Friday, 10 March 2017
Windows have existed for as long as humans have lived in dwellings; functional holes to allow light and air to flow into the rooms in which they lived.
Despite the existence of the windows themselves, however, it took much longer for window coverings to come into play. In fact, it wasn’t until the early 1700s that shades truly came into play.
Scotch Holland Roller blinds, named both for the country in which they were produced (Scotland) and the country in which they were invented (the Netherlands), were the first recorded window shades ever to gain mass popularity across the globe. Used frequently across Holland, France, and England, the stiff painted linen shades began appearing in homes everywhere in Europe, and by 1780 they were also becoming extremely common in the United States, Asia, and around the world.
The rolled blinds were often painted with intricate landscapes, serving as art that could be seen by inhabitants of both the interior and exterior of the house. Towards the second half of the century, however, the decorative style changed, and the shades evolved to be painted with delicate, intricate frames, often featuring an artful medallion or dainty floral image in the center. Slowly it became more common for shades to be created with stencils or tracing than hand painted, and the line work and designs became more uniform and more perfect.
The next big change in roller-blind history would come as the middle of the nineteenth century approached, and the spring roller made a huge impact on the design of the original string-loop-and-hook installations. Spring loaded rollers would eventually become mass produced in factories, and by 1872 they had been patented by the Hartshorn Company in New York.
Unfortunately, as the end of the nineteenth century loomed ever closer, the Victorian interior decoration style largely ended the use of roller blinds in homes and other buildings. At the time, heavy curtains made of rich fabrics became more popular, and only a few roller blinds survived as solutions for window covering.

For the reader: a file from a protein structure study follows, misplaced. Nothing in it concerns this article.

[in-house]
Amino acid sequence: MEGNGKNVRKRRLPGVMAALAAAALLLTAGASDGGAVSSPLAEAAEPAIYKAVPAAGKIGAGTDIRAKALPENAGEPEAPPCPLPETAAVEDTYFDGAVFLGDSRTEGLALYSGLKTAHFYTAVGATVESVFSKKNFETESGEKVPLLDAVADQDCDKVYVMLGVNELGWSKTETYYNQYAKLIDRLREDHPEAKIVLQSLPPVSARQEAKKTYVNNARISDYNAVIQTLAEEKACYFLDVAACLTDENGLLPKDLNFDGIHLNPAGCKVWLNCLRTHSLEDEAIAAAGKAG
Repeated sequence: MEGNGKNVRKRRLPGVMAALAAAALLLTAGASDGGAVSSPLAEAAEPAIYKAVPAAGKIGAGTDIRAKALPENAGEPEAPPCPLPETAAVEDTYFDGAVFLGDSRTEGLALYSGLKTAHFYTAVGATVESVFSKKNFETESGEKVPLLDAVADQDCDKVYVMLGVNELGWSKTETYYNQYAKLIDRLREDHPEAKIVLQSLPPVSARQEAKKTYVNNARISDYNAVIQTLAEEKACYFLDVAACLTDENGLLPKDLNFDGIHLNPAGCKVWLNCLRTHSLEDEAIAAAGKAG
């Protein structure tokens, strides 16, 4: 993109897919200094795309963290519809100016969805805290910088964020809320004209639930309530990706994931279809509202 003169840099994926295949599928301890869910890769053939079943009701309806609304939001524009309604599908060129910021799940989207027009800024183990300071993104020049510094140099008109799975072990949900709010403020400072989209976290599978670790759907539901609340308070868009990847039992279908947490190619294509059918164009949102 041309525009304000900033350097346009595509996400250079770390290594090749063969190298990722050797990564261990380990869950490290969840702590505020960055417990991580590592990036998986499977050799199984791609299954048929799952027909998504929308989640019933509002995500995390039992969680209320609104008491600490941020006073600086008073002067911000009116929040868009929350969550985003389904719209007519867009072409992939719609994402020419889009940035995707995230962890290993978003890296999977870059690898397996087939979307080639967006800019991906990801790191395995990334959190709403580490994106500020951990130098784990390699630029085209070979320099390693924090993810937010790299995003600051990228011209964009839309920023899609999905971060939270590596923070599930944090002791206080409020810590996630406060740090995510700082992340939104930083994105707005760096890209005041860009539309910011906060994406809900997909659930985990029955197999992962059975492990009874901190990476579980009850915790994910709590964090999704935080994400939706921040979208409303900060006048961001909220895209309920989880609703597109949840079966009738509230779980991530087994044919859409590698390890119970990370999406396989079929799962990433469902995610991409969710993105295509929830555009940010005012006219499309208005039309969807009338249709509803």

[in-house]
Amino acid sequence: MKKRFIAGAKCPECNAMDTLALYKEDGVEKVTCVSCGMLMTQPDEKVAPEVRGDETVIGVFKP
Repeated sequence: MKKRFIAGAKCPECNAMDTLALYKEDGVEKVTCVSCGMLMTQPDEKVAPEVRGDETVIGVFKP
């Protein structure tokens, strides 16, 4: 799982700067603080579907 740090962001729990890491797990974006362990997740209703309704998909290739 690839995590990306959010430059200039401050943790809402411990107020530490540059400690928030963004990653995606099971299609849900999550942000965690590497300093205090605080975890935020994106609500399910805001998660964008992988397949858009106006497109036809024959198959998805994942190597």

It was a short-lived period of disfavor, however; by the time the 20th century was getting into full swing, roller blinds would find their places once again in most homes. Now lighter and more flexible, solid colors were typically favored above the more intricate designs of the past, and spring loaded roller blinds were in vogue once again.
So, how do modern roller blinds work?
Roller blinds are usually made of single, continuous pieces of stiff fabric wound around a hollow tube. Typically, a ratchet and spring live inside the tube to facilitate operation using a “pull” at the bottom of the curtain, however, some roller blinds are manually adjustable and feature side winders that allow the user to “lock” the blind at their desired height. Today, many roller blinds are actually operated electronically with a remote control, especially for those larger blinds that are used to cover picture window and French or sliding glass doors. Motorized roller blinds are becoming more and more common as the desire for light and heat customization without the use of expensive HVAC systems becomes paramount